In 2014, the newly elected state government of the Aam Aadmi Party (AAP) announced the implementation of their free lifeline water policy to achieve their promised election manifesto's vision of ‘water as a right’. The free lifeline water policy ensures water of up to 20,000 litres to every household per month through the DJB's metered connection, which remained limited to the middle-class population, incidentally, the louder voice in urban governance. In its quest to provide universal access to clean drinking water to the city, AAP also decided to extend piped water and sewerage network to all settlements irrespective of their legal status. However, water supply in the city is reliant on specific legal tenures on which a settlement is built and extension of piped network is contingent on receiving no-objection certificates (NoC) from landowning agencies. This technicality proved to be a hindrance in extension of piped water supply to many colonies in Delhi.

Waterscapes in the resettlement colonies are heterogeneous with respect to the actors involved in water provisioning as well as sources from where water is accessed. For non-potable water services, most areas largely depend on either public provisioning (in the form of piped water or municipal tankers) or self-provisioning. However, in the case of potable water requirements, the range of actors involved are greater as some form of water market is present in all the resettlement colonies. The waterscapes in individual resettlement colonies are largely shaped by their degree of integration with public water utility services (municipal piped water or municipal tankers). A significantly higher proportion of the lower quintile section of households was found to be dependent on municipal tankers for potable water. Participation in the existing water markets is mediated via economic status as well as extra-economic ties, as only 14.5% of households in the lowest quintile buy water (bottled water and water kiosk) while the proportion rises to 21.4% for the next three quintiles and 33.3% for the highest quintile.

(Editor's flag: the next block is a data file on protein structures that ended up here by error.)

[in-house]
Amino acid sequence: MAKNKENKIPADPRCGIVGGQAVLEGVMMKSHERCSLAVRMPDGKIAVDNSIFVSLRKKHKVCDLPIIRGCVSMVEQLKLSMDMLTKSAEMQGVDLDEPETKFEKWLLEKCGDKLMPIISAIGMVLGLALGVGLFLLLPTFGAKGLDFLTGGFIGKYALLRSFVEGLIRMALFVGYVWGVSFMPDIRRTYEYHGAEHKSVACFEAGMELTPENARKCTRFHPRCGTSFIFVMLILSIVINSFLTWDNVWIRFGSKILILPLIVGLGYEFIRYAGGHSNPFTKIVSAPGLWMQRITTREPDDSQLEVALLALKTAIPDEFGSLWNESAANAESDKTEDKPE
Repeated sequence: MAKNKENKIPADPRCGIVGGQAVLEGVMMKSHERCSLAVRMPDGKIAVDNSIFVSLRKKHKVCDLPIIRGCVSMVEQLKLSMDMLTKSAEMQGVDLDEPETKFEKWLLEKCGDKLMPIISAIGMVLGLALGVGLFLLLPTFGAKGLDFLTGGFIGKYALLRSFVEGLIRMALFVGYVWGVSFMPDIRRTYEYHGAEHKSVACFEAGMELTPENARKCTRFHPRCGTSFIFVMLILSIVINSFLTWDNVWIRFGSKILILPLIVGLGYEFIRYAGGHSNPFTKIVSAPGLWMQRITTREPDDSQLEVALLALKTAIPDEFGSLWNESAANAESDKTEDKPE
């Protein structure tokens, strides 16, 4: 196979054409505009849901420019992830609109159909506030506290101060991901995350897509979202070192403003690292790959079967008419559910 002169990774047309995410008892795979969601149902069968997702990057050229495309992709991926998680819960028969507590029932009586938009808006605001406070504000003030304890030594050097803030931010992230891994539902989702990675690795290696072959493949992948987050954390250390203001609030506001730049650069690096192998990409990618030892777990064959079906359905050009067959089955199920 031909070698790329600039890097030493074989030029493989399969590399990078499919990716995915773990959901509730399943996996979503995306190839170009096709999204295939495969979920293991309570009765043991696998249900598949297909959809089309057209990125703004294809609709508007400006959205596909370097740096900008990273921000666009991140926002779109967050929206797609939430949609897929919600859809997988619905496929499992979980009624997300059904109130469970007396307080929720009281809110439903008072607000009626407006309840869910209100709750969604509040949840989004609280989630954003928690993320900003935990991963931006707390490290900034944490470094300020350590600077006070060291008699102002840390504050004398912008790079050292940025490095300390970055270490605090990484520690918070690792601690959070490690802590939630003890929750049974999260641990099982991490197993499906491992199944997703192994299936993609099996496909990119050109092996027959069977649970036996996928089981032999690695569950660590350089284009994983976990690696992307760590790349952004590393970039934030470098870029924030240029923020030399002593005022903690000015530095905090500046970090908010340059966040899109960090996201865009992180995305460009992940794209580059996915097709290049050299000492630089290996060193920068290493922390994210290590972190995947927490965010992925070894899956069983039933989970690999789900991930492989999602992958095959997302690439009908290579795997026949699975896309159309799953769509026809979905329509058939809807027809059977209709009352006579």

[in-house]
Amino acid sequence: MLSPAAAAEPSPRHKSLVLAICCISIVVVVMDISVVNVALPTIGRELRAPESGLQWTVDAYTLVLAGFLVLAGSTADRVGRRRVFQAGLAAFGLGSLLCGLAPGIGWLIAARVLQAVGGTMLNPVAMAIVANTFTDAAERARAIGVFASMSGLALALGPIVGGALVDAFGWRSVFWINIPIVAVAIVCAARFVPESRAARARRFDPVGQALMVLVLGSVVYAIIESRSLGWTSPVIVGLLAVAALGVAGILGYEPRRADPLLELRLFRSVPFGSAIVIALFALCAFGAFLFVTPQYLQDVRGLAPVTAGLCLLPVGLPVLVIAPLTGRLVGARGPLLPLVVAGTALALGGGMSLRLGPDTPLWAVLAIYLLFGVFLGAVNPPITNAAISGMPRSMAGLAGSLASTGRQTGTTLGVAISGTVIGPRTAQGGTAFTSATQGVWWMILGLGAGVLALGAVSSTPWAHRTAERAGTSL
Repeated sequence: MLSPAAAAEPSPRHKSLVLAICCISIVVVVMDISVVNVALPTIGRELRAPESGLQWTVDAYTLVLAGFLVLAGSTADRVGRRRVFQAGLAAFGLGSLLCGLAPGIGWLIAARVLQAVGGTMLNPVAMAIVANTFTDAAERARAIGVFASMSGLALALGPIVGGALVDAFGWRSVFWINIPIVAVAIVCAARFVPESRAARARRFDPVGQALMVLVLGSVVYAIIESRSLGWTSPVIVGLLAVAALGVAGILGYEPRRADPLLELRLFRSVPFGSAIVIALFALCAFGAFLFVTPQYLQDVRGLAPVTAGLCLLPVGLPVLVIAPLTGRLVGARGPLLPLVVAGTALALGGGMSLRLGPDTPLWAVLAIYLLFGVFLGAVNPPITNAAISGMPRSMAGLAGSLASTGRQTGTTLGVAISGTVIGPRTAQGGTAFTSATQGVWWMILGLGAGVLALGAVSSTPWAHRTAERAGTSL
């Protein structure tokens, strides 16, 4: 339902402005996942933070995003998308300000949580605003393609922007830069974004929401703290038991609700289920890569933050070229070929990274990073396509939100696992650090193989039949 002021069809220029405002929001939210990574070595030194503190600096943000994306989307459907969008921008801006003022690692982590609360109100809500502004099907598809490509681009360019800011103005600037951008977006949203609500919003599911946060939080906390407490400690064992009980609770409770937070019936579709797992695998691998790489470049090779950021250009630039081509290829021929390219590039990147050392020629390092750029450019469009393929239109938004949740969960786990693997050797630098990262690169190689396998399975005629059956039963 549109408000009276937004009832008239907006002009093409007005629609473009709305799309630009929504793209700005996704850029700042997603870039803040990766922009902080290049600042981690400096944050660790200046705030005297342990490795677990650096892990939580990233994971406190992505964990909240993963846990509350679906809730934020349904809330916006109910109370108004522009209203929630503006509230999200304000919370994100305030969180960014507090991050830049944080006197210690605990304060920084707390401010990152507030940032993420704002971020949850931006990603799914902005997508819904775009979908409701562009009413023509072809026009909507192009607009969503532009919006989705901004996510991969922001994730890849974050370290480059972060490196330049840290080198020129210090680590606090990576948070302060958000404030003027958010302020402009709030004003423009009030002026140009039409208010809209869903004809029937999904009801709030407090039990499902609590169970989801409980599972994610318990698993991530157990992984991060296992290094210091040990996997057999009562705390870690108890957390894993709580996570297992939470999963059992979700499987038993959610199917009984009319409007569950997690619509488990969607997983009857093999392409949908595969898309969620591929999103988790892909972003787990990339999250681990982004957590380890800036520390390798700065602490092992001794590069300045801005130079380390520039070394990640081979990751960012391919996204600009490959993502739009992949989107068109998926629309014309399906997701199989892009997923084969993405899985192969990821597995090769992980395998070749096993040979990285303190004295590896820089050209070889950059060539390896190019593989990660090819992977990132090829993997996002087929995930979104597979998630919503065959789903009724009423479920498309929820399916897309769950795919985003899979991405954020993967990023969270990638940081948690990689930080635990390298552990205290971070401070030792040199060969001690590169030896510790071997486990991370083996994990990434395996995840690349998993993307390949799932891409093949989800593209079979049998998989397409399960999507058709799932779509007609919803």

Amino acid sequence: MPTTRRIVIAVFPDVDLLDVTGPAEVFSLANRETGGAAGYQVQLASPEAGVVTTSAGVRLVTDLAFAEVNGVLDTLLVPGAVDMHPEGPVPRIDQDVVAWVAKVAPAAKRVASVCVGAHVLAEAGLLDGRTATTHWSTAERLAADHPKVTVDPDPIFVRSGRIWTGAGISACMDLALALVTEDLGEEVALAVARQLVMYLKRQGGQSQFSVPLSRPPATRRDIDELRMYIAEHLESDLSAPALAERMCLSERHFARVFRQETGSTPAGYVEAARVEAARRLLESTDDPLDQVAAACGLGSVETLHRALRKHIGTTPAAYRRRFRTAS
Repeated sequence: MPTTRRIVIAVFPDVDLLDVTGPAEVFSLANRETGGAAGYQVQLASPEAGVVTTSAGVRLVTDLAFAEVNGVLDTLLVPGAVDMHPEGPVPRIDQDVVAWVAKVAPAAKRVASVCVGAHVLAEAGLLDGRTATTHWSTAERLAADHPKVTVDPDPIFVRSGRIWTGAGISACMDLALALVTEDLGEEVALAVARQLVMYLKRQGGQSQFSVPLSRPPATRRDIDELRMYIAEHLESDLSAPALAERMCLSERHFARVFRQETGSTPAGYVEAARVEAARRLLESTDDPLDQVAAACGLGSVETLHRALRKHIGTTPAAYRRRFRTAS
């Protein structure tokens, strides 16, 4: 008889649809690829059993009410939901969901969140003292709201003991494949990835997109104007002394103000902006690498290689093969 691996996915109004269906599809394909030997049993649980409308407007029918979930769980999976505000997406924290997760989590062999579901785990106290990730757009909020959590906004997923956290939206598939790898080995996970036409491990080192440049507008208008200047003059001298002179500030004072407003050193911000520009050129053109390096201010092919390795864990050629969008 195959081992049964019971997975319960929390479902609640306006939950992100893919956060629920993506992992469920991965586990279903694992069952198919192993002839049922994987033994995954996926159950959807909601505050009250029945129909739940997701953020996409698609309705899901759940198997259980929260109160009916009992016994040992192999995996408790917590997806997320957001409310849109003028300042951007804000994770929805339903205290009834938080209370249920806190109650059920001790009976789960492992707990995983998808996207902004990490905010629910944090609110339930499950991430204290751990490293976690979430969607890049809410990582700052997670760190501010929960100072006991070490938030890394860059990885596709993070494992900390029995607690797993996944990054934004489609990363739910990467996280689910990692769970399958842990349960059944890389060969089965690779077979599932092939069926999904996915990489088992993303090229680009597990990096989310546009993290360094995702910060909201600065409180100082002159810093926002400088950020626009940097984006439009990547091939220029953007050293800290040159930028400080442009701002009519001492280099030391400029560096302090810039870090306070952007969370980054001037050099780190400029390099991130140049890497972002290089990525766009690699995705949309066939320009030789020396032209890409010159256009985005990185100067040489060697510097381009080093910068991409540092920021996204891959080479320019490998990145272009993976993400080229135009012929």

THE WATER KIOSKS AS GOVERNANCE MODEL IN DELHI

The waterscapes in the resettlement colonies, of course, need to be seen in the light of the two major interventions in the city's water governance – the lifeline water policy introduced by the AAP government in 2014 and the water kiosks installed in 2014, but which have been under process since 2012 initiated by the then Congress government. While the former universalizes the solution to water issues at the scale of the city, the latter seeks to provide a technical solution to water access issues at the local scale. In between this rescaling of governance, failure to appreciate the nature of water problems in potable and non-potable water for domestic water requirements has left many of the residents in the resettlement colonies in the same state of inadequate access as before these interventions were made in the city's waterscape.

The water kiosk is a market-based solution to the problem of insufficient access to drinking water. It operates mostly on the idea of social entrepreneurship in India and is argued as a boon of technological innovation. Such kiosks (popularly called ‘water ATMs’) are low-cost, self-contained automated water vending machines that store clean water and ensure access to water at a nominal cost with the added advantage of choice – both of the amount of water that a consumer wants and the timing at which they need it. The challenge of providing affordable clean water in underserved or unserved areas has resulted in water kiosks proliferating in urban as well as rural areas of the country. Water kiosks have been installed in varied spatial contexts in India and have moved beyond simply providing potable water to households in underserved areas. In public places such as railway and metro stations, places of worship, shopping complexes and markets, water kiosks have proliferated with urban policies (such as Smart Cities Mission) encouraging technology-based solutions in area-based development schemes.